Tuesday, September 27, 2022
Sept. 27, 2022

Linkedin Pinterest

Vancouver-based Backwoods Biochar getting to root of the challenge

Startup aims to help pot industry improve crop, sustainability

By , Columbian business reporter
success iconThis article is available exclusively to subscribers like you.
4 Photos
Al Graham loads two-gallon buckets with Petey Green soil from Vancouver-based Backwoods Biochar. The company bills its specialized soil as a way to grow bigger cannabis plants with less water and fertilizer.
Al Graham loads two-gallon buckets with Petey Green soil from Vancouver-based Backwoods Biochar. The company bills its specialized soil as a way to grow bigger cannabis plants with less water and fertilizer. (Amanda Cowan/The Columbian) Photo Gallery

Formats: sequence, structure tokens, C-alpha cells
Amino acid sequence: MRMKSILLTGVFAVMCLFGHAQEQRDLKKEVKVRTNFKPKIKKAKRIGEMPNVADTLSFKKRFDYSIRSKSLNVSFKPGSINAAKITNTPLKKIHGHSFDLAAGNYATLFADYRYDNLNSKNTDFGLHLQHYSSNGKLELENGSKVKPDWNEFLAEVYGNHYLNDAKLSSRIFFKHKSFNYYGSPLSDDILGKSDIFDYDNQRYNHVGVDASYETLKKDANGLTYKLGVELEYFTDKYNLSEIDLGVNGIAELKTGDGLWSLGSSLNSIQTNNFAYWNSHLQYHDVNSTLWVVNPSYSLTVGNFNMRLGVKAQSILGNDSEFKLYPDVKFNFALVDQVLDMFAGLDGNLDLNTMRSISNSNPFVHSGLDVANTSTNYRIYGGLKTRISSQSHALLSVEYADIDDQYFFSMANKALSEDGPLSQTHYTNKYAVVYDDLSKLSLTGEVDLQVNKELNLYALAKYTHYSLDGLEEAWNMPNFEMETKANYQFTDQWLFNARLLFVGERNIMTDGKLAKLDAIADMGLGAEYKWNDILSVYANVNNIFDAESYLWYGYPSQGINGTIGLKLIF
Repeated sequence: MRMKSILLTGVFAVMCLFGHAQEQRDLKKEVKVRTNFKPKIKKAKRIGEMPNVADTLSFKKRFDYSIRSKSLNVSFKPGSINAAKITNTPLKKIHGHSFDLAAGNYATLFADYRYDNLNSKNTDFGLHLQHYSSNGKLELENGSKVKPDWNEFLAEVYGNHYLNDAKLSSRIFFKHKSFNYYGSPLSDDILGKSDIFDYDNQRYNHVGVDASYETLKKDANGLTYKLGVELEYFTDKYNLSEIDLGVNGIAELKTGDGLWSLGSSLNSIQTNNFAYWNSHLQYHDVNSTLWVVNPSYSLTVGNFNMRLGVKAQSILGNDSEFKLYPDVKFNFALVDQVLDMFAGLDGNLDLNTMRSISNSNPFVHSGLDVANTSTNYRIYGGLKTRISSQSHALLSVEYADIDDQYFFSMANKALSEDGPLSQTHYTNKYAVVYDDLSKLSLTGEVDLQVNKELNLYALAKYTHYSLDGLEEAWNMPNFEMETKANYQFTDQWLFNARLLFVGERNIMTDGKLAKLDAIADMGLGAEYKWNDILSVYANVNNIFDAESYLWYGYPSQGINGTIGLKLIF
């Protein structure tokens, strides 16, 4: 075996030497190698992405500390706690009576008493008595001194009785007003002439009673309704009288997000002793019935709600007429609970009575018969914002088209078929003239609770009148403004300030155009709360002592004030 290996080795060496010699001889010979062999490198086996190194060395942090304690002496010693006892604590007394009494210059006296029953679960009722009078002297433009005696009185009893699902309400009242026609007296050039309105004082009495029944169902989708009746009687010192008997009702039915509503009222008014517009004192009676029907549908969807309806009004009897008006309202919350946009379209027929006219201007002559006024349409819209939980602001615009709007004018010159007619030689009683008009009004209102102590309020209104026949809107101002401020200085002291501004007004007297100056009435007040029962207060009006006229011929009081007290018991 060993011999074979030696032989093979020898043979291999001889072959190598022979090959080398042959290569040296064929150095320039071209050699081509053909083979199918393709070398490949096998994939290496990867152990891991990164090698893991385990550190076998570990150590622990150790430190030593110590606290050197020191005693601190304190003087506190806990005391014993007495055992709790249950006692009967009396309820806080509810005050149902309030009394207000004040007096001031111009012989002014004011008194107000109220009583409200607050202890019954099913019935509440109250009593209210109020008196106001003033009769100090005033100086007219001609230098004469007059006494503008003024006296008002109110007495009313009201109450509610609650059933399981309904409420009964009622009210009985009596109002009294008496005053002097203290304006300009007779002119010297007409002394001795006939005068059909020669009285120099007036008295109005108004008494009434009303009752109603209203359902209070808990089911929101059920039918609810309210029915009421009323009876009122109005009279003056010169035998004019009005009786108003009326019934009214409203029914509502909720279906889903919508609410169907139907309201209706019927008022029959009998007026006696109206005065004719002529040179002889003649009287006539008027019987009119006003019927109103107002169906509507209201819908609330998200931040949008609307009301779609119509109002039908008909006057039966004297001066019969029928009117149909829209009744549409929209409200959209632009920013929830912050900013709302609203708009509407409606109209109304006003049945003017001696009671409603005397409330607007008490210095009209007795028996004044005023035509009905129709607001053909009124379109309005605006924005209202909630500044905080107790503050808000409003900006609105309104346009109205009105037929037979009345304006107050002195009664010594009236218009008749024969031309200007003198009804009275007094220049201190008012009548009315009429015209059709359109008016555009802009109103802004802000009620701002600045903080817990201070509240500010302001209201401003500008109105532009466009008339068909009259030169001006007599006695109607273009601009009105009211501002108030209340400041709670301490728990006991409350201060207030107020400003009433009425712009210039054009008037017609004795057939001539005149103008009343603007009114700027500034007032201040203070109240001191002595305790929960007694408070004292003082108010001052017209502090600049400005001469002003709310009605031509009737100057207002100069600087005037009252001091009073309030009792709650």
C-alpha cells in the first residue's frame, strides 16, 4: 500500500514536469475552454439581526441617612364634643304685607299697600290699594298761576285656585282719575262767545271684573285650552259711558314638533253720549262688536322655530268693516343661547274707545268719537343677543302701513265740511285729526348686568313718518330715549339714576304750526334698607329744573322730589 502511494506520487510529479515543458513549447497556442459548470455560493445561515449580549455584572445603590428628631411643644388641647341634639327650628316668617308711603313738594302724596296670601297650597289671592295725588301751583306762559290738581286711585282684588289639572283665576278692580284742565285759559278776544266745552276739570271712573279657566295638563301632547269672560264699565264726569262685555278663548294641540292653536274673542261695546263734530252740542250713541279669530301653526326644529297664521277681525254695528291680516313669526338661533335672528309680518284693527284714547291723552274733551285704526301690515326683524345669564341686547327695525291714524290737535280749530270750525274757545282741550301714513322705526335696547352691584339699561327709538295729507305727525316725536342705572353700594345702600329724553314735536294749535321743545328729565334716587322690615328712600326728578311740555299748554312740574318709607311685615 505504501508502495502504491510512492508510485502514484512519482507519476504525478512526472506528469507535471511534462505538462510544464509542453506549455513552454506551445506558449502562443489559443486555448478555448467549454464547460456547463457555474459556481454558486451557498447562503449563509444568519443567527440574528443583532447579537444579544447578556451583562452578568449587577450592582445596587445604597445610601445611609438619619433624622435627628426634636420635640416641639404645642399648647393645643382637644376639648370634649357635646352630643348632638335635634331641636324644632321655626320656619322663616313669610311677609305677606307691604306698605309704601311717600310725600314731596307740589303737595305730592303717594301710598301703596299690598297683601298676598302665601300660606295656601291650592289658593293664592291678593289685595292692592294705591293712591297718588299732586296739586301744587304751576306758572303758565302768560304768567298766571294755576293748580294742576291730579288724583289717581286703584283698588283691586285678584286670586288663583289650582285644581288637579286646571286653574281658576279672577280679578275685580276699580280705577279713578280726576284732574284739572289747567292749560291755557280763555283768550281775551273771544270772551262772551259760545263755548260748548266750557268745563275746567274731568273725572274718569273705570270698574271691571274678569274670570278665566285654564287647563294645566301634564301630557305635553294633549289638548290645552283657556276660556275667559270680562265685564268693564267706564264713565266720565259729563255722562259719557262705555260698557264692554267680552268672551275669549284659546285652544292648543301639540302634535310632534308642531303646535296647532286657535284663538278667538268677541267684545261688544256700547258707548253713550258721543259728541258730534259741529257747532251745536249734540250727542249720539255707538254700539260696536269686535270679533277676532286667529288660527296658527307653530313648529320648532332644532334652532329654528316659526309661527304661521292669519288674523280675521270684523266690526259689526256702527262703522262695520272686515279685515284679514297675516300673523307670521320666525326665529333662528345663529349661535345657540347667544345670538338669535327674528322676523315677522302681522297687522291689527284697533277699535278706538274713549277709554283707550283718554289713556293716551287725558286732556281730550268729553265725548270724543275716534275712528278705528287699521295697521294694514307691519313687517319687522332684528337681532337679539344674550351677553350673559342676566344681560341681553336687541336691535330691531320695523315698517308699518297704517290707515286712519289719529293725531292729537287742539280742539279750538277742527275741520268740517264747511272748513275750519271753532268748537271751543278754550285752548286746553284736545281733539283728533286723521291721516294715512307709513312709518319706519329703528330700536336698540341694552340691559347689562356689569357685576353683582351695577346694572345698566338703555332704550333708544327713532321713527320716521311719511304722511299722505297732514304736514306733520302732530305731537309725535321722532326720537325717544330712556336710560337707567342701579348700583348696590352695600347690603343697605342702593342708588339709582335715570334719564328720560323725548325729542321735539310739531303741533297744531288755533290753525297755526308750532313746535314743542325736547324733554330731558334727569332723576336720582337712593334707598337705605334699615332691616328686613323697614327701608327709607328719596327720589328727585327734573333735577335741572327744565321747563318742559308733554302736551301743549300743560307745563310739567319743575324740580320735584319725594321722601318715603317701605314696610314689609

The Pacific Northwest’s cannabis industry has seen near-constant growth since Washington and Oregon legalized cannabis cultivation and sales, both in terms of new retail stores and cannabis-growing operations.

But cannabis plants can be picky, demanding careful cultivation and often requiring a heavy supply of water, nutrients and sunlight, raising concerns about the environmental impact of the region’s growing crop of growers. The owners of Vancouver-based startup Backwoods Biochar say they want to tackle the root of that problem by supplying the cannabis industry with eco-friendly soil.

The pitch, as explained by company Vice President Josh Rasey, is extremely straightforward: “Bigger, better buds.” More specifically, he said, that means soil that can help cannabis plants grow faster while using significantly less water.

Carbon-neutral byproduct